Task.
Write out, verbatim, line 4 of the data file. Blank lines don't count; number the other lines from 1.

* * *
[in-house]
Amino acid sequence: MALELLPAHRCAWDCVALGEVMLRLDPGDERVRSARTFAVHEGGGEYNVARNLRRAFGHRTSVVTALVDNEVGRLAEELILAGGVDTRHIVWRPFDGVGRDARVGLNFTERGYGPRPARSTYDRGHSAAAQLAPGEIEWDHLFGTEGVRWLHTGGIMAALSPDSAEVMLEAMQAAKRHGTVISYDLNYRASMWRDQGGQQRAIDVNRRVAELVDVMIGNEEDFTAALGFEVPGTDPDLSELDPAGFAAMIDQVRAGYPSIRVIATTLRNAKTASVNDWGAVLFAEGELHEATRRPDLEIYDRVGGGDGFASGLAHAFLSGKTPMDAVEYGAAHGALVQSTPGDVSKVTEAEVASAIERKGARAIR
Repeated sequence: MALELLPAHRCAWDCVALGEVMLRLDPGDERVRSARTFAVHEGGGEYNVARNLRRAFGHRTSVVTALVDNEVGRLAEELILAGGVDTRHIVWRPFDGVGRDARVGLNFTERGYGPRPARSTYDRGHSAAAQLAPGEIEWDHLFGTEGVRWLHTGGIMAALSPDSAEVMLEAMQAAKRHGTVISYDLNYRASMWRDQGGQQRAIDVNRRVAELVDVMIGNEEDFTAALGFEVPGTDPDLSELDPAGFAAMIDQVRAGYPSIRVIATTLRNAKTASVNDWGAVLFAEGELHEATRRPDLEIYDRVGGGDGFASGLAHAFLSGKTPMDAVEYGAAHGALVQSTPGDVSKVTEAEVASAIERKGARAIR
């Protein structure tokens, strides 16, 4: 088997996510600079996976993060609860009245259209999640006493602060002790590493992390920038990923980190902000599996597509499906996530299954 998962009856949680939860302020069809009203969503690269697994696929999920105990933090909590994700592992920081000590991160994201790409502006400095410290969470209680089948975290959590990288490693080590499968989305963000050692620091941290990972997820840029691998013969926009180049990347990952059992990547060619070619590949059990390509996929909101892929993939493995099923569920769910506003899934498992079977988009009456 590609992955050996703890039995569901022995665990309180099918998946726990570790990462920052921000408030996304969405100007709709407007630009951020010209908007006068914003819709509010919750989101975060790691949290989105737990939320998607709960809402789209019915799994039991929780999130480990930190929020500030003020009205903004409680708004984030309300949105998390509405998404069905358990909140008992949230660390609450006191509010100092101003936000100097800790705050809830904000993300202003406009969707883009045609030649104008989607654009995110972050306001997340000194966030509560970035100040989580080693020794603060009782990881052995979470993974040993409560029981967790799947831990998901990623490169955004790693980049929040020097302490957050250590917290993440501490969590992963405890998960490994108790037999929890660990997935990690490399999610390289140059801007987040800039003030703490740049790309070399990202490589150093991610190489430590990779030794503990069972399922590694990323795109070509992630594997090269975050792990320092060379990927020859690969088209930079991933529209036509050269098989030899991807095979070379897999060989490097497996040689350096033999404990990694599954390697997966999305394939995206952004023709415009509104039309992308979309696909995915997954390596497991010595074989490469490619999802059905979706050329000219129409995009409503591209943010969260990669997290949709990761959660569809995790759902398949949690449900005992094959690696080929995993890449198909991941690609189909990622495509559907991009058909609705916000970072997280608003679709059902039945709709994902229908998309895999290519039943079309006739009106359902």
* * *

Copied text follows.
């Protein structure tokens, strides 16, 4: 088997996510600079996976993060609860009245259209999640006493602060002790590493992390920038990923980190902000599996597509499906996530299954 998962009856949680939860302020069809009203969503690269697994696929999920105990933090909590994700592992920081000590991160994201790409502006400095410290969470209680089948975290959590990288490693080590499968989305963000050692620091941290990972997820840029691998013969926009180049990347990952059992990547060619070619590949059990390509996929909101892929993939493995099923569920769910506003899934498992079977988009009456 590609992955050996703890039995569901022995665990309180099918998946726990570790990462920052921000408030996304969405100007709709407007630009951020010209908007006068914003819709509010919750989101975060790691949290989105737990939320998607709960809402789209019915799994039991929780999130480990930190929020500030003020009205903004409680708004984030309300949105998390509405998404069905358990909140008992949230660390609450006191509010100092101003936000100097800790705050809830904000993300202003406009969707883009045609030649104008989607654009995110972050306001997340000194966030509560970035100040989580080693020794603060009782990881052995979470993974040993409560029981967790799947831990998901990623490169955004790693980049929040020097302490957050250590917290993440501490969590992963405890998960490994108790037999929890660990997935990690490399999610390289140059801007987040800039003030703490740049790309070399990202490589150093991610190489430590990779030794503990069972399922590694990323795109070509992630594997090269975050792990320092060379990927020859690969088209930079991933529209036509050269098989030899991807095979070379897999060989490097497996040689350096033999404990990694599954390697997966999305394939995206952004023709415009509104039309992308979309696909995915997954390596497991010595074989490469490619999802059905979706050329000219129409995009409503591209943010969260990669997290949709990761959660569809995790759902398949949690449900005992094959690696080929995993890449198909991941690609189909990622495509559907991009058909609705916000970072997280608003679709059902039945709709994902229908998309895999290519039943079309006739009106359902």